Although there is no locally published data on how hospital doctors use rivaroxaban, the American Heart Association, American College of Cardiology and Heart and Rhythm, and European Society of Cardiology guidelines consider using oral anticoagulation (OAC) in NVAF patients with CHA2DS2-VASc (congestive heart failure, hypertension, age ≥ 75 years, diabetes mellitus, stroke or transient ischaemic attack (TIA), vascular disease, age 65 to 74 years, sex category) score ≥ 2 in women or ≥1 in men [6, 11]. Selection of OAC should be based on clinical benefits and consideration of patient preference [6, 11]. As rivaroxaban had recently been started to be used (2016) in the hospital, warfarin is used as first-line anticoagulant for NVAF patients, unless it is contraindicated or patients have unstable INR or poor compliance.

Most studies comparing the effectiveness and safety of rivaroxaban and warfarin in NVAF patients have been conducted in Western countries. There is currently only scant literature on the subject, not only in Oman but also in the Arabian Gulf region [3]. Furthermore, despite regional and global variations in clinical characteristics related to AF patients, concerns have been raised regarding proper patient selection for rivaroxaban [12, 13]. Thus, the objectives of this study were to compare the effectiveness and safety of rivaroxaban and warfarin as well as to determine the appropriateness of dosing and prescribing of rivaroxaban in Omani patients with NVAF.


2.1. Data Source

Data were collected from the Royal Hospital (Muscat, Oman) data registry, using Al Shifa 3Plus software (healthcare data system established by the Ministry of Health, Muscat, Oman). The indication for the use of these medications was retrieved by the codes based on the International Classification of Diseases (ICD) for AF and atrial flutter Clinical Modification (ICD-10-CM) codes I48.91 [14].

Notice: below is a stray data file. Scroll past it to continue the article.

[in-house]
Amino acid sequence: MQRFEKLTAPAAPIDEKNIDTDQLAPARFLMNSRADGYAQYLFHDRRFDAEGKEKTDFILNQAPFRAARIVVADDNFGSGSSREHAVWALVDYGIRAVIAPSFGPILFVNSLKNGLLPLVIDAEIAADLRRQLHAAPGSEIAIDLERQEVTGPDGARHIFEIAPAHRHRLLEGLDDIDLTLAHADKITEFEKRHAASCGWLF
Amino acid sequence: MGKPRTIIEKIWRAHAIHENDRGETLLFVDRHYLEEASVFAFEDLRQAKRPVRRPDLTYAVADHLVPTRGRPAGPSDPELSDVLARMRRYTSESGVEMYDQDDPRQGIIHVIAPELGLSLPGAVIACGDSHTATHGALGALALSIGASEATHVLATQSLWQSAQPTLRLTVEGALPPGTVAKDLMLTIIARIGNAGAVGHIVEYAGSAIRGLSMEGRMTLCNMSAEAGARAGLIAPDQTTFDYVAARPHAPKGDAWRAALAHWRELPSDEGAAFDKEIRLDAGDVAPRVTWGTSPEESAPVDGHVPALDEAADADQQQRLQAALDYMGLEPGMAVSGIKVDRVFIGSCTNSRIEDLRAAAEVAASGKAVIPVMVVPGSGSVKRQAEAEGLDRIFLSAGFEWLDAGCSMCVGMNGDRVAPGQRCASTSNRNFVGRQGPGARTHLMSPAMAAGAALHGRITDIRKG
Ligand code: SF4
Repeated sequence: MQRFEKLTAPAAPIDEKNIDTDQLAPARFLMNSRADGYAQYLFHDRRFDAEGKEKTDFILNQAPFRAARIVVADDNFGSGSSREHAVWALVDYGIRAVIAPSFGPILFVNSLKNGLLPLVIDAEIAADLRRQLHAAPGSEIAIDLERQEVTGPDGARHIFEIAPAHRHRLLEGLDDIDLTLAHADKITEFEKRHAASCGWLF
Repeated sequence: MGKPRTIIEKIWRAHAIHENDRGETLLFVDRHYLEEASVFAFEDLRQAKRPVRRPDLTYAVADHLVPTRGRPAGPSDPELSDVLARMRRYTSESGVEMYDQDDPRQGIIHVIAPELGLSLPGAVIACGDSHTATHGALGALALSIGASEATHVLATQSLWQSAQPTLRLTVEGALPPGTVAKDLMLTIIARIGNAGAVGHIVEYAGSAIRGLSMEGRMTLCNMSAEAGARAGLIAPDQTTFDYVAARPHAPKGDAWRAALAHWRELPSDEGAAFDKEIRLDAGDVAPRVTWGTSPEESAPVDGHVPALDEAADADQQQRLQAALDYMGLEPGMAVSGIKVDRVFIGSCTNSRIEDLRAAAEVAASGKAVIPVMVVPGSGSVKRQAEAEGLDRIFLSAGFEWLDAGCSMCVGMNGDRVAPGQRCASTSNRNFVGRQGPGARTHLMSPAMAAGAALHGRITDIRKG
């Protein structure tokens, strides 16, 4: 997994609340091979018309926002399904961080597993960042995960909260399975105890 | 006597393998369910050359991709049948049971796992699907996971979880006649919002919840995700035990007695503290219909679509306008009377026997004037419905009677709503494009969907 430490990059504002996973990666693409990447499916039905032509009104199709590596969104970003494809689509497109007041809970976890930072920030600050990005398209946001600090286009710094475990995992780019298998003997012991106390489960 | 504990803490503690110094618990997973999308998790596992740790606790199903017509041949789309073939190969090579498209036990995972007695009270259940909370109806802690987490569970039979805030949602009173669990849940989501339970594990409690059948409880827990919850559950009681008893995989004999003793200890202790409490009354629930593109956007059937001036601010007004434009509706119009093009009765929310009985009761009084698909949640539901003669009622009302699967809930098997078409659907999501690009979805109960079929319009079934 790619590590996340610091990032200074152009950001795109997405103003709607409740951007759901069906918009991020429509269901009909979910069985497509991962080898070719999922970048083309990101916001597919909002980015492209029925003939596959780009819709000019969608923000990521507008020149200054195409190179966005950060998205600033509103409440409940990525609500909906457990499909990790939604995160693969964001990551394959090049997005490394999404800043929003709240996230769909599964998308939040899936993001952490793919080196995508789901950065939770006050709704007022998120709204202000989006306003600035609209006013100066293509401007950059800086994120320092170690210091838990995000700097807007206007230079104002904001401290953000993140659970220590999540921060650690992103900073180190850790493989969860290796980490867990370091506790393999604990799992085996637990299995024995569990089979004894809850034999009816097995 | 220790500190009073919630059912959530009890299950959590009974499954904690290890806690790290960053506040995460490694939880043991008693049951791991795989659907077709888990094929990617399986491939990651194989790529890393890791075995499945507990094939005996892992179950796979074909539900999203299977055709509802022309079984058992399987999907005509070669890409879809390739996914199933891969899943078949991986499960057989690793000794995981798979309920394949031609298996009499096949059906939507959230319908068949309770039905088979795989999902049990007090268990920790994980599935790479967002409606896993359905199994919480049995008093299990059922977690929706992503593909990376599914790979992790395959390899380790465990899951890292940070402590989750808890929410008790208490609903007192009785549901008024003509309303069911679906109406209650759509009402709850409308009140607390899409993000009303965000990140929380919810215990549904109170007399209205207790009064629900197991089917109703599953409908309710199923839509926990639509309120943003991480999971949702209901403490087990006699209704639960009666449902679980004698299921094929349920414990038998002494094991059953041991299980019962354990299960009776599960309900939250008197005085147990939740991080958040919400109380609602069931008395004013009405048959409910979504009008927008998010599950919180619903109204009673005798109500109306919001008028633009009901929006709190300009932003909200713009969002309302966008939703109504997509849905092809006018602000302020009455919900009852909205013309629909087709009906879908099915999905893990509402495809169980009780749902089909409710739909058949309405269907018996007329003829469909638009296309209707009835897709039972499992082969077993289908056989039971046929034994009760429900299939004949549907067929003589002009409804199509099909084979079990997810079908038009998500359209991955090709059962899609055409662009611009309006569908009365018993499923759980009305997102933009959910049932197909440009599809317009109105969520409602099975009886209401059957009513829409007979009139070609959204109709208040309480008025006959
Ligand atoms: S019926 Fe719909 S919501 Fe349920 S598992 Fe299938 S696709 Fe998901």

2.2. Study Design and Population

This retrospective cohort study was carried out using medical records. The study included all adult patients ≥18 years old, newly diagnosed with NVAF between June 1st, 2016, and June 1st, 2018 (identification period), who had been on warfarin or rivaroxaban. Although rivaroxaban use started in January 2016, June 1st, 2016, was selected as the starting date of the study to allow for an adjustment period and reduce possible bias [15]. The first prescription date of rivaroxaban or warfarin was selected as the index date. Patients were followed from the index date to the ischaemic stroke, gastrointestinal bleeding (GIB) and non-gastrointestinal bleeding (NGIB) events (leading to hospitalisation), or to the end of the follow-up period (September 30th, 2019), whichever event occurred first. The selected patients were ideally followed up at the hospital for ≥12 months after the index date to reduce bias from differing follow-up times due to differences in the uptake times of rivaroxaban or warfarin [16].

The initial sample involved 1433 patients via ICD-10-CM codes for AF identification. The patient selection criteria are presented in Fig. (1). Eventually, after excluding some patients due to specific criteria, the final sample only included 279 patients. Patients who switched from warfarin to rivaroxaban were excluded to control confounding, as switching may influence the outcomes of the study [15]. Expatriate patients were also excluded because some of them paid for their medications, and this access issue might have affected the outcomes of the study.

2.3. Patient Characteristics and Outcomes

Patients were divided into rivaroxaban and warfarin groups. The age and gender of each patient were recorded from the data registry (at index date). Furthermore, specific comorbidities (related to AF outcomes) and medications were also identified. To evaluate the presence of these comorbidities, two scoring systems were used to calculate stroke and bleeding risks for each patient at the index date: